New CDC guidance released this week, issuing recommendations that people who are vaccinated should wear masks in public, indoor settings in areas with high rates of disease.
Google has announced in a letter to employees that they will be requiring vaccination in order to return to the company’s offices. The company is also delaying its official return to the office from sometime in September to October 18th. This joins Apple, who has also delayed, and indicated they will now require masks from customers and staff at most of its US stores. Facebook has also indicated that vaccination will be required for any return to the office. Netflix is imposing a requirement that casts and some crew be vaccinated for productions in the US. Cisco has announced a hybrid work plan that has no mandates for how often employees go into the office. Twitter is closing its San Francisco and New York offices and putting all other reopening plans on hold.
The US Equal Employment Opportunity Commission has said employers can require employees to get a COVID-19 vaccine or bar them from the office. These announcements join companies like Adobe, VMWare, Twillio, and Asana, who had previously announced similar policies.
According to LaSalle Network’s first Office Re-Entry Index published in March, 52% of respondents were not planning to mandate employee vaccinations and this number increased to 69% in the second index published earlier this month.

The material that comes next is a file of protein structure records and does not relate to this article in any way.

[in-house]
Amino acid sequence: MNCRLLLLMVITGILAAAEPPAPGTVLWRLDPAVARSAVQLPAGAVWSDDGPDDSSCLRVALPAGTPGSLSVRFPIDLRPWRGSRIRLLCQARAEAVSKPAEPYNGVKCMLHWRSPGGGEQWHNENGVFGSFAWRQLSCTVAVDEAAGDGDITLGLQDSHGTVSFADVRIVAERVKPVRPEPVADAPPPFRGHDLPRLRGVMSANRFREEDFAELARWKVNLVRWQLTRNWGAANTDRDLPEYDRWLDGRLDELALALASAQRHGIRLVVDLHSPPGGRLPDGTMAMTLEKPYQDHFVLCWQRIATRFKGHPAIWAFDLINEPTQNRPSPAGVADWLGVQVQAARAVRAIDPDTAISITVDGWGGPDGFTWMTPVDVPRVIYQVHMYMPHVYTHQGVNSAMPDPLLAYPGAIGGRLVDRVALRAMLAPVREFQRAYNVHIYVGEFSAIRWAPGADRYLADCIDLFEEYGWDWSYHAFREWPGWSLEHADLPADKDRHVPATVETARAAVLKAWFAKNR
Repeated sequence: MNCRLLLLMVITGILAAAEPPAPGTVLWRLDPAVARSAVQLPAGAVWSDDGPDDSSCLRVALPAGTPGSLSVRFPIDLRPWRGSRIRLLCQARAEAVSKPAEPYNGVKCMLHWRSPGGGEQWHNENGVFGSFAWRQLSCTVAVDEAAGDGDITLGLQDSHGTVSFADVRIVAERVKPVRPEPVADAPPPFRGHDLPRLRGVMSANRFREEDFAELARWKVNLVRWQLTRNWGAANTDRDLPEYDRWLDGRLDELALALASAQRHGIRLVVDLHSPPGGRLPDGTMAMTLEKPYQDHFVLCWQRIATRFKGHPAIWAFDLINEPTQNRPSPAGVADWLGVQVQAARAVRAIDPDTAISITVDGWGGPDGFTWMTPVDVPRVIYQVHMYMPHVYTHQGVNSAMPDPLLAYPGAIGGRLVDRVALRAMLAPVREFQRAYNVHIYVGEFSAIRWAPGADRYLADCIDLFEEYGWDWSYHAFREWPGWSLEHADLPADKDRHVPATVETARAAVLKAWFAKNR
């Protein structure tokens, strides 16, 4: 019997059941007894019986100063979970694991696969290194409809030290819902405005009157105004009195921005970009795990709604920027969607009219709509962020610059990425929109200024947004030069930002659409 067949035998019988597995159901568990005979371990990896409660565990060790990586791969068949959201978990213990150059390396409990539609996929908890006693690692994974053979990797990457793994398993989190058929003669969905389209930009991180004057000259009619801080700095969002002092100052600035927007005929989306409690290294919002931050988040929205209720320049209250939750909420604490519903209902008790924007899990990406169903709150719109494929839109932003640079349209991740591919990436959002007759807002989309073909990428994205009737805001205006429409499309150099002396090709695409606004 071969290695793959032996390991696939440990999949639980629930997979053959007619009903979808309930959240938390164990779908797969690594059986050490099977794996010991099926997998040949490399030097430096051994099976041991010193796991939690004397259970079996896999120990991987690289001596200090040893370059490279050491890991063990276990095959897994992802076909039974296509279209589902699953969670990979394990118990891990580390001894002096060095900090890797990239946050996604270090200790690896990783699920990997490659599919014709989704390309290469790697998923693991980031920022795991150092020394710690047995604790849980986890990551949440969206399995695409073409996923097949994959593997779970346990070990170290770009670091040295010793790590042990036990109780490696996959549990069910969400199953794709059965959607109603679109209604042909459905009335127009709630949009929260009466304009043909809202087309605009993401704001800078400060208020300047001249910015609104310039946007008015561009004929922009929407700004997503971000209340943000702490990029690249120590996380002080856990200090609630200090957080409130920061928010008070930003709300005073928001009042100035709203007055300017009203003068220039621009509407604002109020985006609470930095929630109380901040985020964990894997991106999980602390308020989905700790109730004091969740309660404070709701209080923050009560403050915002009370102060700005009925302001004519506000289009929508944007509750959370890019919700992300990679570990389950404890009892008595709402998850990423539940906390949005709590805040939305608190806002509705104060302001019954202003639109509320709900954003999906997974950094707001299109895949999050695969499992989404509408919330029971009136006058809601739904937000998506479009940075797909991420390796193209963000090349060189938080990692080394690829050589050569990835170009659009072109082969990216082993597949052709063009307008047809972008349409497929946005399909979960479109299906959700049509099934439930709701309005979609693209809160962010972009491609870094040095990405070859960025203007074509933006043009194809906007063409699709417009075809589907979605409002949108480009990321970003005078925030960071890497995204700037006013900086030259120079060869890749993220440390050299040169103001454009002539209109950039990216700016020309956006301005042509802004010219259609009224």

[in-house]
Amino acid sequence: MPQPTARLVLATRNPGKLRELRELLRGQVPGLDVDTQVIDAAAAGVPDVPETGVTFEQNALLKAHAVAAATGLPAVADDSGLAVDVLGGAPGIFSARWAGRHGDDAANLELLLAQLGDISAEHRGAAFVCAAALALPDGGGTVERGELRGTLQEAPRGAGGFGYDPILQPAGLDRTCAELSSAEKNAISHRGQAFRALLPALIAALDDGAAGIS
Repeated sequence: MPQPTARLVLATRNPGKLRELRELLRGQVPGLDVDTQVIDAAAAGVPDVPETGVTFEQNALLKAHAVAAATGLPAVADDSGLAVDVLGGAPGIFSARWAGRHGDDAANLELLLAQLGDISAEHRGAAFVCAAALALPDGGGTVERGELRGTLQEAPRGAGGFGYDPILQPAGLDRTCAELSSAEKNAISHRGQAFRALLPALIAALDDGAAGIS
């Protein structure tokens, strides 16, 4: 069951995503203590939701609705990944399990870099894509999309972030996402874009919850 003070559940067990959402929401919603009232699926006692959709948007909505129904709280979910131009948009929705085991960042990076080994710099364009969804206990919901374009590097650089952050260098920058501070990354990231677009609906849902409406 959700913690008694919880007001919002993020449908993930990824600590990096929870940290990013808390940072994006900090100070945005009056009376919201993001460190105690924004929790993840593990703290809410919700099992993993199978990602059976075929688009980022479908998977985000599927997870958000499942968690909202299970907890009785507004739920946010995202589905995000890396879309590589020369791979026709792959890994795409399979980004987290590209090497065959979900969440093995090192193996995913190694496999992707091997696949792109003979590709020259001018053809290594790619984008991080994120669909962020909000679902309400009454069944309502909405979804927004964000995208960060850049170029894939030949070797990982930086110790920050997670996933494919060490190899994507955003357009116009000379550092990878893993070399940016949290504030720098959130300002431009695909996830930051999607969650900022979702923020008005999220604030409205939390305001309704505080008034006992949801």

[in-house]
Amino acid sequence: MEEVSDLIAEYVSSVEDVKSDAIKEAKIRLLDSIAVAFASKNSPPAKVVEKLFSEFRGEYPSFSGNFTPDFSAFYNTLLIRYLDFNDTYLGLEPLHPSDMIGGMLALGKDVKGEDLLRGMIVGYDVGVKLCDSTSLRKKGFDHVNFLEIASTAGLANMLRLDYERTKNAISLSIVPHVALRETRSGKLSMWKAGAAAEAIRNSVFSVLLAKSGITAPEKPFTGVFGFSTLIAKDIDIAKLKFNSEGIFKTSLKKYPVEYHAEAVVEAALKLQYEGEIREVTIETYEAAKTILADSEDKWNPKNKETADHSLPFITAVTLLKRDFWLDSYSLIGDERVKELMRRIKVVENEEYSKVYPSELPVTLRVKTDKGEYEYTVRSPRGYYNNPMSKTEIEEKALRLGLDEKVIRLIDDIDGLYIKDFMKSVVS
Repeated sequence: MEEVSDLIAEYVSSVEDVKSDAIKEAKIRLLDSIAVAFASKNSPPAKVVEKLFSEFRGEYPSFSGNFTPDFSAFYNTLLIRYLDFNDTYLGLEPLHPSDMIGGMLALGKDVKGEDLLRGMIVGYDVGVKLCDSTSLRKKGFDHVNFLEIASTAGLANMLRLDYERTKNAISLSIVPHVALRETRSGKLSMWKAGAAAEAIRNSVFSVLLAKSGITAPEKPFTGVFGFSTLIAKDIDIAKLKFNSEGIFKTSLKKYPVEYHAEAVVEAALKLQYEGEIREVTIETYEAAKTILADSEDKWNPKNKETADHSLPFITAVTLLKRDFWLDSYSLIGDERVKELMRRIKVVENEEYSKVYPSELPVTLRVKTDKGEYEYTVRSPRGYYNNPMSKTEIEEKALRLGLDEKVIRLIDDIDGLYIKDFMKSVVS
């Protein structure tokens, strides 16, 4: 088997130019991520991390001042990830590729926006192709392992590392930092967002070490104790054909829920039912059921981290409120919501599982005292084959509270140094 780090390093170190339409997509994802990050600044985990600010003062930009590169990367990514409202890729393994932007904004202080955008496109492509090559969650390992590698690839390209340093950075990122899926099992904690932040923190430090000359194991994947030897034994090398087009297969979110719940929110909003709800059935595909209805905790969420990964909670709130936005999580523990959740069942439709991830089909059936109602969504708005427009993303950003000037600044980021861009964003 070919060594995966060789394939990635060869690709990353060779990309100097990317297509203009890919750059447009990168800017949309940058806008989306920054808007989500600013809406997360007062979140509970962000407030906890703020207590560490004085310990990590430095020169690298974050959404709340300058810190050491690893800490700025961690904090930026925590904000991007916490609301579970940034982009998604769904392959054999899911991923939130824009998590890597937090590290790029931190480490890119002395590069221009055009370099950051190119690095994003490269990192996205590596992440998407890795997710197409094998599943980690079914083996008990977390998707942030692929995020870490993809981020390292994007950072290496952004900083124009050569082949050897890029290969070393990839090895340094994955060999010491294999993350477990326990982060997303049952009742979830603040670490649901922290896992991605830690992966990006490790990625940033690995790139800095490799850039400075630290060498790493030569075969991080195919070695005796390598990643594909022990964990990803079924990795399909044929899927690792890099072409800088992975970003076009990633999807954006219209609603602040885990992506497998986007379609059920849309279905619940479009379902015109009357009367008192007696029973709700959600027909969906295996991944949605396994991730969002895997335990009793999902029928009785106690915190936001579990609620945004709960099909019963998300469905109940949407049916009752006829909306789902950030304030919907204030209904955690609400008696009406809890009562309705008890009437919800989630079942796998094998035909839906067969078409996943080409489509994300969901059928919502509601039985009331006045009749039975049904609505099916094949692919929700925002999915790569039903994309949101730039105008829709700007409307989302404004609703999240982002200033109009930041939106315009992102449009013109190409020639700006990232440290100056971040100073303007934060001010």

In an article in MIT Technology Review, the best incentive to get the vaccine for those who have not? Paid time off. It’s not a single solution, but particularly for hourly workers, where only about 50% have received paid time off to get or recover from the shot, it matters. Workers in that group were more likely to be vaccinated.
According to a poll published earlier this year, 27% of remote workers with dependents said they would need a minimum of one to three months’ notice to “be able to go back to the office.” A poll from GlassDoor indicates eagerness to return to the office had already started dropping in July when compared to April, down to 66% of respondents from 72%.
Why do we care?
In a landscape where labor is in demand and has control, it may seem counter intuitive to impose a vaccine requirement. I disagree. There’s a competitive advantage here. Offer support benefits for time off, including handling any recovery time, and create a supportive culture that includes creating a safe environment. As of this recording, 56.9 percent of the U.S. population had received at least one dose of the vaccine. That’s a majority. Leaders on both sides of the aisle are speaking out now in favor of it. Adddressing this pushes us closer to a open economy.
Go where the puck is going – and that’s vaccination.